W3C home > Mailing lists > Public > www-international@w3.org > January to March 2014

Re: Encoding: Referring people to a list of labels

From: Martin J. Dürst <duerst@it.aoyama.ac.jp>
Date: Sun, 26 Jan 2014 15:08:46 +0900
Message-ID: <52E4A66E.4050001@it.aoyama.ac.jp>
To: Andrew Cunningham <lang.support@gmail.com>
CC: www-international@w3.org, Richard Ishida <ishida@w3.org>
Hello Andrew,

On 2014/01/25 16:39, Andrew Cunningham wrote:
> On 25/01/2014 6:06 PM, Martin J. Dürst<duerst@it.aoyama.ac.jp>  wrote:

>> On 2014/01/25 6:23, Andrew Cunningham wrote:

>>> Most of the cases of contemporary uses of legacy encodings I know of
>>
>>
>> Can you give examples?
>>
>
> The key ones of the top of my head are KNU Version 2, used by the major
> international S'gaw Karen news service for their website.

Can you give a pointer or two?

> Although KNU version 1 is more common. And is used by some publishers.

Again, pointer appreciated.

> Some S'gaw content is in Unicode,  rare though. Some S'gaw blogs are using
> pseudo-Unicode solutions.  These would identify as UTF-8 but are not
> Unicode.
>
> Similar problem with Burmese where more than 50% of web content is
> pseudo-Unicode.

There was an interesting talk about this phenomenon at the 
Internationalization and Unicode Conference last year by Brian Kemler 
and Craig Cornelius from Google. The abstract is at 
http://www.unicodeconference.org/iuc37/program-d.htm#S8-3. It would be 
good to know how this work has progressed, or whether there's a publicly 
available version of the slides.

> Most eastern Cham content is using 8-bit encodings,  a number of different
> encodings depending on the site.

Again, pointers appreciated.

> Uptake of Cham Unicode limited, mainly due to fact it can't be supported on
> most mobile devices.

"can't be supported" sounds too negative. "isn't supported" would be 
better. Or is there a technical reason that mobile devices can't do it?

> Cham block missing 7 characters for Western Cham.

Where in the pipeline are they?

> Waiting for inclusion of Pahwah Hmong and Leke scripts.
>
> Pahwah is next version.

You mean Unicode 7.0? Good to see progress.

> Leke is quite a while of. So 8-bit is only way to
> go for that. And there are multiple encodings out there representing
> different versions of script.

Virtually every script (/language) went to such a period.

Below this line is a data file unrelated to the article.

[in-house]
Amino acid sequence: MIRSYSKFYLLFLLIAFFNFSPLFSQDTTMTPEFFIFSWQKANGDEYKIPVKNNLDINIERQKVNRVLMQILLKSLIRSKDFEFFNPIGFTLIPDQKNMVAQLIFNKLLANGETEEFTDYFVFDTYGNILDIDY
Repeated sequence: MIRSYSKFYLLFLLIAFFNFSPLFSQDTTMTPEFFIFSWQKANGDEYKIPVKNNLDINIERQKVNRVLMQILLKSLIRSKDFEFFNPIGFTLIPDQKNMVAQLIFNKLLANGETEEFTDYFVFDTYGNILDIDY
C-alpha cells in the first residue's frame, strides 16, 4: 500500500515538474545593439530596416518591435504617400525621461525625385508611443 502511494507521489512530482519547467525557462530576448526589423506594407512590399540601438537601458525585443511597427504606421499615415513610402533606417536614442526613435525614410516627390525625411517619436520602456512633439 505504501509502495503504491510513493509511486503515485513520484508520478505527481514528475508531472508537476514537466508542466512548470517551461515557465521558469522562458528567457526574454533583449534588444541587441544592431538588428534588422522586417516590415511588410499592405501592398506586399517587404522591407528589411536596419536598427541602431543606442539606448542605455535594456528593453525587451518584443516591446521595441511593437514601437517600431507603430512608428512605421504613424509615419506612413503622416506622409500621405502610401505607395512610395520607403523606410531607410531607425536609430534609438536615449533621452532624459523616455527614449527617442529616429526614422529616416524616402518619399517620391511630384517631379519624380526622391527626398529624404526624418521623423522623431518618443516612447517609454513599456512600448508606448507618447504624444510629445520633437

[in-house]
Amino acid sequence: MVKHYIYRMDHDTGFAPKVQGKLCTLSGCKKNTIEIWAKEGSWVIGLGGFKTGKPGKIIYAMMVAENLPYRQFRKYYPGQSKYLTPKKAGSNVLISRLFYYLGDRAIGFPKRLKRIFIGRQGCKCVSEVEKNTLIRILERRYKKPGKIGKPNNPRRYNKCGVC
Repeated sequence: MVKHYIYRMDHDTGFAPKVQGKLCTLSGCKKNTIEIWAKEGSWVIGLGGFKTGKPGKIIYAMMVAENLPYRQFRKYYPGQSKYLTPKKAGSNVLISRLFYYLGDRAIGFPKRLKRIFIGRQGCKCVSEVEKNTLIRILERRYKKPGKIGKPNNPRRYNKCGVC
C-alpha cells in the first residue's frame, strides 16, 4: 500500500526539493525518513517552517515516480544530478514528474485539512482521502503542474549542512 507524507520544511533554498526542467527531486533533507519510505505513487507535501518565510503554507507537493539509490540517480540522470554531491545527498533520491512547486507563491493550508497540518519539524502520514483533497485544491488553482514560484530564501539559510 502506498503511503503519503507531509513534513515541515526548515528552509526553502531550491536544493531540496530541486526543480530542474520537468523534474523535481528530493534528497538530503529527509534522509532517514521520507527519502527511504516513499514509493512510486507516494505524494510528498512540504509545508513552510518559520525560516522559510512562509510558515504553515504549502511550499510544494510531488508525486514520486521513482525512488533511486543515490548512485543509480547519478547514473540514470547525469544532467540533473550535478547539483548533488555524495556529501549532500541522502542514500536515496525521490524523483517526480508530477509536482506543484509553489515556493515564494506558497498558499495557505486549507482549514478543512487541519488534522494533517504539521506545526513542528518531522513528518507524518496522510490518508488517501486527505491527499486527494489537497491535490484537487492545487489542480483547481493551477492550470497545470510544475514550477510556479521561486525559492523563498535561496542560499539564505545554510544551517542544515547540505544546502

>>> involve encodings not registered with IANA.
>>
>>
>> It's not really difficult to register an encoding if it exists and is
> reasonably documented. Please give it a try or encourage others to give it
> a try.
>>
>
> Problem is usually there is no documentation,  only a font.

Then it should be easy to create a Web page documenting the font. With 
the same 16x16 table, you can essentially document any 8-bit encoding. 
And font download these days also works quite well in many browsers.

> Each font,  even from same font developer may be a different encoding.
>
> Just for S'gaw I'd have to go through 50-100 fonts and work out how many
> encodings there are.  Many more than I'd like.
>
> Documenting and listing encodings would be a large task.

Okay, then there's even more reason for working on and pushing towards 
Unicode and UTF-8.

>> I hope that's iso-8859-1, not iso-859-1, even if that's still a blatant
> lie.
>
> Yes,  iso-8859-1
>
> A lie?  Probably,  but considering web browsers only support a small
> handful of encodings that have been used on the web,  the only way to get
> such content to work is by deliberately misidentifying it.

I know.

> The majority of legacy encodings have always had to always do this.

In that sense, I don't think that "majority" will ever change.

> To make it worse what happens in real life is that many such web pages use
> two encodings.  One for content and one for HTML markup
>
> Ie  a page in KNU v. 2 will have content in KNU,  but KNU isn't ASCII
> compatible,  so markup is in separate encoding.

Well, the browser thinks it's iso-8859-1 anyway, so at least these parts 
are not lying :-(.

Regards,   Martin.
Received on Sunday, 26 January 2014 06:09:31 UTC

This archive was generated by hypermail 2.3.1 : Wednesday, 21 September 2016 22:37:36 UTC